[13]                          In our view, the meaning of the relevant provisions, supported by an understanding of their full context, leads to the conclusion that the hospital or person in charge of treatment must consent to all the terms of a disposition ordering treatment and, if there is no consent, the order cannot be made. The terms of the order include when it is to be carried out and therefore consent relates to timing.

[14]                          This issue raises a question of statutory interpretation which must be resolved according to the modern principle of statutory interpretation: “the words of an Act are to be read in their entire context, in their grammatical and ordinary sense harmoniously with the scheme of the Act, the object of the Act, and the intention of Parliament” (R. Sullivan, Sullivan on the Construction of Statutes (5th ed. 2008), at p. 1, citing E. A. Driedger, The Construction of Statutes (1974), at p. 67). We underline that the starting point is the text of the provisions in their grammatical and ordinary sense. This is especially the case where, as here, the key term “disposition” is expressly defined in the statute. In our view, the appellant fails to do this.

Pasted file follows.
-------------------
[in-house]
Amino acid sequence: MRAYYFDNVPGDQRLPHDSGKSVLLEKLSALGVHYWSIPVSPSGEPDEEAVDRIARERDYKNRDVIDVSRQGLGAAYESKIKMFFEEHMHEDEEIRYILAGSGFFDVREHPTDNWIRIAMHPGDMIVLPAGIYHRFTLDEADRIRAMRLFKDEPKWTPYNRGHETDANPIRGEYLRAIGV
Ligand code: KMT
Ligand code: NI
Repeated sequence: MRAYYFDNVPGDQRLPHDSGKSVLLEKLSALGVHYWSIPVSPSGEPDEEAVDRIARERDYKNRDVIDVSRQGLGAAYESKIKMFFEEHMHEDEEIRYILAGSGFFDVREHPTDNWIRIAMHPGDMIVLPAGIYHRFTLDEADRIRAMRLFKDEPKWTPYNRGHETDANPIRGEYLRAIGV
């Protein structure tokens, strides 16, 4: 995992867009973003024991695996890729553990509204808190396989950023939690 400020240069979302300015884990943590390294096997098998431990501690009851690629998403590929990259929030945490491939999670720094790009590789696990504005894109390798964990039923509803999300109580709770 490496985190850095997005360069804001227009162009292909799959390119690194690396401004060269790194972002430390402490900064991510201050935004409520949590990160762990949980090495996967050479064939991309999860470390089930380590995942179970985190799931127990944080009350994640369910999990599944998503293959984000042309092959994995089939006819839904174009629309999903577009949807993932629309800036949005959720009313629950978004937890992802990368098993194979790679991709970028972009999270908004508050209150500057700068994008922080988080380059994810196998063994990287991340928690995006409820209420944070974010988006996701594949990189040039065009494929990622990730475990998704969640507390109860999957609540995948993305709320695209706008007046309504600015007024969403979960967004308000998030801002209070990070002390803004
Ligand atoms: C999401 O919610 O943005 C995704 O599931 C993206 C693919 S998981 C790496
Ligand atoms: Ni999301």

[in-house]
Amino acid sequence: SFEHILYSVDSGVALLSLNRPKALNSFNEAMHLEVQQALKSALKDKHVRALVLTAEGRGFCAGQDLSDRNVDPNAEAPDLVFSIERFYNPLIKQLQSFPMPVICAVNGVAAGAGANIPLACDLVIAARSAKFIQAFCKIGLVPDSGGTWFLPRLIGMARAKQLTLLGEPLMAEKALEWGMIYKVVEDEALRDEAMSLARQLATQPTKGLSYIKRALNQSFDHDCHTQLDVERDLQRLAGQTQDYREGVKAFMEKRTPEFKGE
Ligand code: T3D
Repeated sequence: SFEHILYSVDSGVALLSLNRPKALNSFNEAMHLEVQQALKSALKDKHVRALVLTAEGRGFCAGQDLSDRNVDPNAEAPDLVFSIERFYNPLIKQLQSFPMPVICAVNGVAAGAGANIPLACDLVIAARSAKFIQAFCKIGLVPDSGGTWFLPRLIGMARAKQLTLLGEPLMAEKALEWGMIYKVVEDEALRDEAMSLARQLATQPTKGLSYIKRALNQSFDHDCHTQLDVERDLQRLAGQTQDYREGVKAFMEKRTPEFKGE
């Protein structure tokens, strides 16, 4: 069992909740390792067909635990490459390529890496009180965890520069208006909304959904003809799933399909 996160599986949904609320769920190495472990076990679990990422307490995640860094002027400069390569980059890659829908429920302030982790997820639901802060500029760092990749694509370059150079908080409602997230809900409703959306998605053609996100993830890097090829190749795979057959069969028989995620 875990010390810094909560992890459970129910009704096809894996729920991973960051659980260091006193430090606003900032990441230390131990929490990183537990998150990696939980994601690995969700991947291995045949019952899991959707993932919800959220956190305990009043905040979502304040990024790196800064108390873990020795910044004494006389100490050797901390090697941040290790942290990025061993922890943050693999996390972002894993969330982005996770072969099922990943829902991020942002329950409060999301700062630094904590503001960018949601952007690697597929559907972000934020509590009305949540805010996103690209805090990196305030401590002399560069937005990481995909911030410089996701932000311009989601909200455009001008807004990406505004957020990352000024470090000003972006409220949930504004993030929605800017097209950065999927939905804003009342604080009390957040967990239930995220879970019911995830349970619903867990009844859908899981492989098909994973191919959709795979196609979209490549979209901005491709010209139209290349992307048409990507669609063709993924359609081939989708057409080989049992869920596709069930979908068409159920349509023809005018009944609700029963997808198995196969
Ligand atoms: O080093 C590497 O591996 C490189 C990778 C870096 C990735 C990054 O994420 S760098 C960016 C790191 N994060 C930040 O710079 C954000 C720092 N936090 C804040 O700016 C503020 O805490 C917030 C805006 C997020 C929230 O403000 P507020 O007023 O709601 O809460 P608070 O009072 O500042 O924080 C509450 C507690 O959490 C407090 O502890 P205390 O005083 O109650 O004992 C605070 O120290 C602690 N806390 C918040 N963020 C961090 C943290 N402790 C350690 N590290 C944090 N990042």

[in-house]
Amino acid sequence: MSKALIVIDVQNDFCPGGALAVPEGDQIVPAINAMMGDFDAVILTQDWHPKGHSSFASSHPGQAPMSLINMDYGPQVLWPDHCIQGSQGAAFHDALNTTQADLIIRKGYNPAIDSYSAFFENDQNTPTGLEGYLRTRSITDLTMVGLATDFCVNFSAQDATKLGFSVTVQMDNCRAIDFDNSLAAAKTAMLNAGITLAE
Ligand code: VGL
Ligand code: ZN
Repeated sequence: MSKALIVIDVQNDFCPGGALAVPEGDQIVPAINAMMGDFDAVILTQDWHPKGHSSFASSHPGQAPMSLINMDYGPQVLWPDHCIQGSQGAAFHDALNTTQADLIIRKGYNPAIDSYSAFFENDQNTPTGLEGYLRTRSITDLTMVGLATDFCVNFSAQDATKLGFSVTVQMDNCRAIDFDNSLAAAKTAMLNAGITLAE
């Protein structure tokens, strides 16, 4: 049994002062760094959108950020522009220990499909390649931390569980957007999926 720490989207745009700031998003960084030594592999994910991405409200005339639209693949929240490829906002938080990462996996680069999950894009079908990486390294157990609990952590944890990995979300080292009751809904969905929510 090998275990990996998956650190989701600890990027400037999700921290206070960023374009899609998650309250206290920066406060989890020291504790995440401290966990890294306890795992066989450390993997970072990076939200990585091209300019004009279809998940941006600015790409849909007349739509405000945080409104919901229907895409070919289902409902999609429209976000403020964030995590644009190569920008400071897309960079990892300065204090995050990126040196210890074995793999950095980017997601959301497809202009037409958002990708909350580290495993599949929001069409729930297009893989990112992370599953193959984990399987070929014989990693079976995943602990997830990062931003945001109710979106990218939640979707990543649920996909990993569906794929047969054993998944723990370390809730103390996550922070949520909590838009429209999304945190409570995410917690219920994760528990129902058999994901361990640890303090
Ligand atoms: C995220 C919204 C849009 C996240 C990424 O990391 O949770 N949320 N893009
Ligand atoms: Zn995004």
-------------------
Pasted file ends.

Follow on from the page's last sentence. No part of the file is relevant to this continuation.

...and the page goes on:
(2)         Statutory Context and Statutory Text

[15]                          It is helpful to begin by putting the most relevant provisions in their wider statutory context. The relevant provisions are found within Part XX.1 of the Code which deals with mental disorder. The twin purposes of this Part of the Code are protection of the public and fair treatment, in the sense of procedural fairness, of the accused:  Winko v. British Columbia (Forensic Psychiatric Institute), [1999] 2 S.C.R. 625, at paras. 20, 21 and 44; see also Mazzei v. British Columbia (Director of Adult Forensic Psychiatric Services), 2006 SCC 7, [2006] 1 S.C.R. 326, at para. 27.